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   Brian Wesbury
Chief Economist
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   Bob Stein
Deputy Chief Economist
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  Personal Income Increased 0.2% in May
Posted Under: Data Watch • PIC


Implications: In April, consumer spending grew at the fastest monthly pace since 2009, back during "cash for clunkers."  After a month like that, you might expect consumers to pull back a little if they felt nervous about the economy.  Instead, consumer spending grew 0.4% in May, the second fastest pace in the past year.  No signs of a recession here, not even close.  "Real" (inflation-adjusted) consumer spending grew 0.3% in May and is up 2.7% in the past year.  Although personal income grew a modest 0.2% in May, incomes are up 4% in the past year versus a 3.7% gain for consumer spending.  In other words, the recent strength of the American consumer has not been fueled by an unsustainable credit binge.  Instead, it reflects higher purchasing power by American workers; private-sector wages and salaries rose 0.2% in May and are up 4.9% from a year ago.  As the labor market keeps tightening, incomes will continue on their upward trend.  The one consistent dark cloud in these reports has been the data on government redistribution.  While unemployment compensation is hovering around the lowest levels since 2007, overall government transfers to persons were up 0.2% in May and are up 3.8% in the past year.  Before the Panic of 2008, government transfers – Medicare, Medicaid, Social Security, disability, welfare, food stamps, and unemployment comp – were roughly 14% of income.  In early 2010, they peaked at 18.5%.  Now they're around 17%, but not falling any further.  Redistribution hurts growth because it shifts resources away from productive ventures and, among those getting the transfers, weakens work incentives.  That's why we have a Plow Horse economy, not a Race Horse economy.  On the inflation front, the PCE deflator, the Fed's favorite measure, increased 0.2% in May.  Although it's only up 0.9% from a year ago, it was up only 0.3% in the year ending in May 2015, so inflation is accelerating.  Meanwhile, the "core" PCE deflator, which excludes food and energy, is up 1.6% from a year ago.  That's also below the Fed's 2% inflation target, but we expect continued acceleration in the year-to-year change in the months ahead.  Together with continued employment gains, these data support the case for the Fed to hike rates again in 2016, in spite of fear-mongering by uber-doves.  On the housing front, pending home sales, which are contracts on existing homes, declined 3.7% in May after rising 3.9% in April.  Combined, the past two months suggests existing home sales, which are counted at closing should be roughly unchanged in June, staying around the highest level since 2007.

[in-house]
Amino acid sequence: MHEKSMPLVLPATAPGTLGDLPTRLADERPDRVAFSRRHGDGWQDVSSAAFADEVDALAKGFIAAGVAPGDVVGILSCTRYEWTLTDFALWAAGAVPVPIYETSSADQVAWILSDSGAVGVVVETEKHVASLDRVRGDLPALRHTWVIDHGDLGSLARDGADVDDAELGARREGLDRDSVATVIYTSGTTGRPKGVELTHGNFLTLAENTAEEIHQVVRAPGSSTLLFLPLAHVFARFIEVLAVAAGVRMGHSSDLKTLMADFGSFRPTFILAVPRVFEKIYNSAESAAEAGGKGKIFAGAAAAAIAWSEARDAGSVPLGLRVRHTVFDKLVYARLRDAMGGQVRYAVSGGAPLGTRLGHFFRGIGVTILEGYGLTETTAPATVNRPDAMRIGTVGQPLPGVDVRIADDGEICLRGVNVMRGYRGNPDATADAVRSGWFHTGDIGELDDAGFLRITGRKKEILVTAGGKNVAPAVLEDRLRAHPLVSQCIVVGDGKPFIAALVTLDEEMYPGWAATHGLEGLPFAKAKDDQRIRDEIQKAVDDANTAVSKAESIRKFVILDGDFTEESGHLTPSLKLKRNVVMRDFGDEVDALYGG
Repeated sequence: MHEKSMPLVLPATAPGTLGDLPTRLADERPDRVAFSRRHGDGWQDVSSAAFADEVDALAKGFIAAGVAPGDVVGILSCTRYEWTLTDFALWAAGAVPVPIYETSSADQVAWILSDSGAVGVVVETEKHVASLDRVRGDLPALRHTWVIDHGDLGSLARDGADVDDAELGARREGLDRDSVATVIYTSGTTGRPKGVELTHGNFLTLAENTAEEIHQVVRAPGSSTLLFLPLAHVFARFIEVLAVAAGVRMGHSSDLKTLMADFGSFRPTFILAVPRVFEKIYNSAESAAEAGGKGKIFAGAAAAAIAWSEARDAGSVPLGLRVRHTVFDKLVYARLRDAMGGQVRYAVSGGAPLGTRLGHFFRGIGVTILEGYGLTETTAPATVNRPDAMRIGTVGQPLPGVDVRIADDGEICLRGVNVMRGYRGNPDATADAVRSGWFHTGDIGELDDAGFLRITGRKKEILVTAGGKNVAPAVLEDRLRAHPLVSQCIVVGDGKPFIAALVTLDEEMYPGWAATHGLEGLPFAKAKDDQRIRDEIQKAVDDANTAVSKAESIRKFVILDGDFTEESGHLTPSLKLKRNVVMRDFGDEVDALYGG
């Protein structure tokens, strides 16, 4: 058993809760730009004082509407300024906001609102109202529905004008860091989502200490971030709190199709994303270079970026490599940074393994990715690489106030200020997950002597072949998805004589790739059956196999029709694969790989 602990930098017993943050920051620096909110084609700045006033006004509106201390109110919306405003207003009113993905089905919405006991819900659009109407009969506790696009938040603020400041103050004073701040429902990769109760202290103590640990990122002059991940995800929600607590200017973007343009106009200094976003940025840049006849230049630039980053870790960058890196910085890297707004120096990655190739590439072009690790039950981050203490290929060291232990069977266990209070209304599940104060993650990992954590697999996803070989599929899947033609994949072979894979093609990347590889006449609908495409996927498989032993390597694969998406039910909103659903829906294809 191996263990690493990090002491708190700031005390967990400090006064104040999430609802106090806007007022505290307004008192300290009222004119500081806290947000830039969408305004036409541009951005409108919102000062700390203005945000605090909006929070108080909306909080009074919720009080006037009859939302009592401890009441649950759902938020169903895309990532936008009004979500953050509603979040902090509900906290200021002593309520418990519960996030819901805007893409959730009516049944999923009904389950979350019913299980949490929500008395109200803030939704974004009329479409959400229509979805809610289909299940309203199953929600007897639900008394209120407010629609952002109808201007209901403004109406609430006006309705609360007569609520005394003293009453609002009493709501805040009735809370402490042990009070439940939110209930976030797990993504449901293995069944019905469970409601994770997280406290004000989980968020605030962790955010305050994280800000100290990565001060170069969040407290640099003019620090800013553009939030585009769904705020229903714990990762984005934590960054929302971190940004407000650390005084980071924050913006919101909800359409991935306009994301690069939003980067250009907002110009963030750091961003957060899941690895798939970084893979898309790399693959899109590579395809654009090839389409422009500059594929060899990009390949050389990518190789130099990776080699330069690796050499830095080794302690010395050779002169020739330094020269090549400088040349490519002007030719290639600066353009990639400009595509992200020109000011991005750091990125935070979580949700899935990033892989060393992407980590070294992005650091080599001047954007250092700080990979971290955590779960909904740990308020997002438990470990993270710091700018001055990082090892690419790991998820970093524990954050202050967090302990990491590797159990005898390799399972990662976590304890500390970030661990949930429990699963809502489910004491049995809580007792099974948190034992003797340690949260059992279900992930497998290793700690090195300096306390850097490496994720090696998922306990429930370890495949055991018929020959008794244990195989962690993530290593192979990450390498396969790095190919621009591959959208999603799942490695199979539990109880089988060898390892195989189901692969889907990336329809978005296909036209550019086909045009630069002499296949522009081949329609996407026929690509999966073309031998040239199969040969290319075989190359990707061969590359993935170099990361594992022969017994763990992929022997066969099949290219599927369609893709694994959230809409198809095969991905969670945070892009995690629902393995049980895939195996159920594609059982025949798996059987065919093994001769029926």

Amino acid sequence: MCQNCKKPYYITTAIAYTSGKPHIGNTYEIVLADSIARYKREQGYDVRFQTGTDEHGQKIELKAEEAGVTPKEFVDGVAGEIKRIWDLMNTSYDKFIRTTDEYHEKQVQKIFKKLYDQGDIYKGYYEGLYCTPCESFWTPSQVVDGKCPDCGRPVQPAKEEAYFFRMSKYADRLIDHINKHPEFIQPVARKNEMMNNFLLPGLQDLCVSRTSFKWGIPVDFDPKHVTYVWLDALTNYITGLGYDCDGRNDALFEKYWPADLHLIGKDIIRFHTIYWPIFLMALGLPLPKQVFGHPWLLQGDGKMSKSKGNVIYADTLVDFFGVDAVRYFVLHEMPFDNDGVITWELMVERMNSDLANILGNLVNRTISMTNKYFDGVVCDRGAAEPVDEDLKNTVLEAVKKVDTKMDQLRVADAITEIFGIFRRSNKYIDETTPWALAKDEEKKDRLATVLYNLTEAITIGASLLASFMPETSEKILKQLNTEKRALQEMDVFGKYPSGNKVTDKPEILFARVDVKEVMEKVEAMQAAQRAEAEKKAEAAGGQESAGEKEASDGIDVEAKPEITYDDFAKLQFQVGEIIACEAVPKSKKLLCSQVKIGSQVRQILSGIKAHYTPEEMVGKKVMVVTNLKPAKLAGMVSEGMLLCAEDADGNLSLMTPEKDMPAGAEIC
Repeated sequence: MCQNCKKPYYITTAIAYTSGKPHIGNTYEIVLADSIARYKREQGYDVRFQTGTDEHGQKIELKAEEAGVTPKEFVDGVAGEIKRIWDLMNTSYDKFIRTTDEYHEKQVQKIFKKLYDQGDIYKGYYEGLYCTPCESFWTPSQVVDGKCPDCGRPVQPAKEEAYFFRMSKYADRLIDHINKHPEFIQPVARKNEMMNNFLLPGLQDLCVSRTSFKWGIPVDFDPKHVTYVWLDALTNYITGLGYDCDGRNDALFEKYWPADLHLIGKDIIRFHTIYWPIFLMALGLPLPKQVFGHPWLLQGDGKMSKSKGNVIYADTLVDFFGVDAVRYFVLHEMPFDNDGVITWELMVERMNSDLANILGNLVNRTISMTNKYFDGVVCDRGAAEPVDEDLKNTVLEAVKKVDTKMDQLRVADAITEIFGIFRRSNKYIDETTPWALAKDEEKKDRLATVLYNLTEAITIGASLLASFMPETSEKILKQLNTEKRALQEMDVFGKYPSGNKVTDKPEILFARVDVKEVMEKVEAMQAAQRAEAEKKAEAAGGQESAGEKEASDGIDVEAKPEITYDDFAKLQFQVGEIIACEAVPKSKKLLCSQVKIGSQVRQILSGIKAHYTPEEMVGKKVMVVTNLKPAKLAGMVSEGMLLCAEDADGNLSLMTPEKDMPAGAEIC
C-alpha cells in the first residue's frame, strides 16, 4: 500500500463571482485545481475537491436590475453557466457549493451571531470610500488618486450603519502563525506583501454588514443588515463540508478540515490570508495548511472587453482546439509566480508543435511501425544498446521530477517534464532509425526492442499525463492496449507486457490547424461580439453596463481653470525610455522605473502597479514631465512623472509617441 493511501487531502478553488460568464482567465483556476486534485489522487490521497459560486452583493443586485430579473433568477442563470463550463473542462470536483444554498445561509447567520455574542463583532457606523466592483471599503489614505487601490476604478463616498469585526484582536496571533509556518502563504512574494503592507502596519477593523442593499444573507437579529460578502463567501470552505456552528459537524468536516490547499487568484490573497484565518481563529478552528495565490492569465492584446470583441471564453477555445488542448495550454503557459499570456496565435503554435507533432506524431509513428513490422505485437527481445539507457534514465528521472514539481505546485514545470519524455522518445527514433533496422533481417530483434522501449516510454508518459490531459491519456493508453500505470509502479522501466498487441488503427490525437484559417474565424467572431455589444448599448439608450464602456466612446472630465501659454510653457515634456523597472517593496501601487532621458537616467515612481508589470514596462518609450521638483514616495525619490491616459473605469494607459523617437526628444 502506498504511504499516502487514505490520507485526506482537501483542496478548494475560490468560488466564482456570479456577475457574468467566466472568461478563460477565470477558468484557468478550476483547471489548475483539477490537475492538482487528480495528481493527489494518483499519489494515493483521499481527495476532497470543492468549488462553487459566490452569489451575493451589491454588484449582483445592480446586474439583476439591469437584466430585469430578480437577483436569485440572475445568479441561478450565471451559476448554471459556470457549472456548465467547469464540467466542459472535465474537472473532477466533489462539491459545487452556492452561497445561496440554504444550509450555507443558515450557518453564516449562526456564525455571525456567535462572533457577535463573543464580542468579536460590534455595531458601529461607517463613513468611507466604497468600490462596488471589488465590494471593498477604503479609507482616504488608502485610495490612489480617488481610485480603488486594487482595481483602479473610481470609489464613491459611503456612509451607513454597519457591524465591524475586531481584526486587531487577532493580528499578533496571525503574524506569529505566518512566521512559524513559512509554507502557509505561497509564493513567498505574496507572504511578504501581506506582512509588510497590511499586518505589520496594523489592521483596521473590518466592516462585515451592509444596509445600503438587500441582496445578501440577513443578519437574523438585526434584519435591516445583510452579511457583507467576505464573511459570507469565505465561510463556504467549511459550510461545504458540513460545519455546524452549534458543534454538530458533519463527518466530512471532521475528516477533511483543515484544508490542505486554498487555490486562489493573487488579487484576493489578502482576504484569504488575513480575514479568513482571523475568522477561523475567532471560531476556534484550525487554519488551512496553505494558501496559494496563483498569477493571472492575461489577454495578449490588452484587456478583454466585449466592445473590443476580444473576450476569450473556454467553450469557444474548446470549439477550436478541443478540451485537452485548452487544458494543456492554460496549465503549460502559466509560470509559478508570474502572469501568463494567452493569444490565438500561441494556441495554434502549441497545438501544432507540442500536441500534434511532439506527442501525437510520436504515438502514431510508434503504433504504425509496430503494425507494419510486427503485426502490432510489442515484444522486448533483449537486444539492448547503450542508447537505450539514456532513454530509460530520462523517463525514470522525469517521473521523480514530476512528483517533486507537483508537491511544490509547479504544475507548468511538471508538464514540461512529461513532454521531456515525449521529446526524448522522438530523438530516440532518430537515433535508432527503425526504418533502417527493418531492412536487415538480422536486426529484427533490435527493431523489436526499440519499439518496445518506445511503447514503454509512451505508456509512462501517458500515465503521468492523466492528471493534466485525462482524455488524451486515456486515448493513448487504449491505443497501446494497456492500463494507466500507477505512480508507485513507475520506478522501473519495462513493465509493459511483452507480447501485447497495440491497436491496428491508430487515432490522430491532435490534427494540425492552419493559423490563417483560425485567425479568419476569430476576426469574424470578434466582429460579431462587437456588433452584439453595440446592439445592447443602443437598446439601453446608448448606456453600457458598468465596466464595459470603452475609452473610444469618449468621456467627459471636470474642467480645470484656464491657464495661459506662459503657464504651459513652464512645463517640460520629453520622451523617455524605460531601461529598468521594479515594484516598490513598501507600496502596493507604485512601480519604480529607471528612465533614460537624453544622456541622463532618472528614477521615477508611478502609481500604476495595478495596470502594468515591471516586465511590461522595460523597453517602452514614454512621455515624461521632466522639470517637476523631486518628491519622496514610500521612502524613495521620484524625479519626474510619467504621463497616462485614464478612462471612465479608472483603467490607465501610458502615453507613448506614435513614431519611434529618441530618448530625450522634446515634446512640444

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Posted on Wednesday, June 29, 2016 @ 10:48 AM • Post Link Share: 
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  Brexit Conference Call Replay

A replay of First Trust Chief Economist Brian Wesbury's June 27th conference call discussing "Brexit" is now available.

To access the audio recording, call 1-888-203-1112
Passcode: 7788646

Posted on Tuesday, June 28, 2016 @ 1:42 PM • Post Link Share: 
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  Real GDP Growth in Q1 was Revised up to a 1.1% Annual Rate
Posted Under: Data Watch • GDP


Implications:  Today's final GDP report for the first quarter showed a slightly faster pace of growth and higher corporate profits compared to prior readings.  Real GDP grew at a 1.1% annual rate in Q1 versus last month's estimate of 0.8% and the initial Q1 reading of 0.5% annualized growth.  However, "final" never really means "final" when it comes to government reports – it will be revised in the years ahead.  This includes the annual "benchmark" revisions at the end of July, when the government will, once again, try to fix the seasonal distortions that have been buffeting the GDP data the past several years, where they underestimate growth in Q1 and overestimate growth in the middle quarters of the year.  Just like last year, we expect growth in Q2 and Q3 to rebound from Q1.  With just days left in the second quarter, it looks like the economy grew at around a 2% annual rate in Q2.  Today's report also provided a second look at overall corporate profits, and just like real GDP, the headline was revised higher. Corporate profits rose 1.8% in Q1, better than the originally reported 0.3% gain.  Although corporate profits are down 4.3% from a year ago, this movement has been led by the petroleum and coal industry and we expect these profits to rebound. Despite continued GDP growth, with unemployment under 5%, core inflation near 2%, and accelerating wage growth, the Fed keeps allowing market fluctuations and global factors to spook it away from taking the next step towards raising rates.  This is a mistake that could cost the economy over time, just like low interest rates eventually caused problems in the housing sector in the previous decade.  Nominal GDP growth – real GDP growth plus inflation – is up 3.3% from a year ago and up 3.6% annualized in the past two years, much too high for a short-term interest rate near zero.  In other news this morning, the national Case-Shiller price index increased 0.1% in April and is up 5.0% in the past year, an acceleration from the 4.3% gain in the year ending in April 2015. Price gains in the past twelve months have been led by Portland, Seattle, and Denver.  On the manufacturing front, the Richmond Fed index, which measures mid-Atlantic factory sentiment, fell to -7 in June from -1 in May, signaling a pullback in sentiment.  We expect the national ISM index to be roughly unchanged for June, remaining above 50, signaling continued modest growth.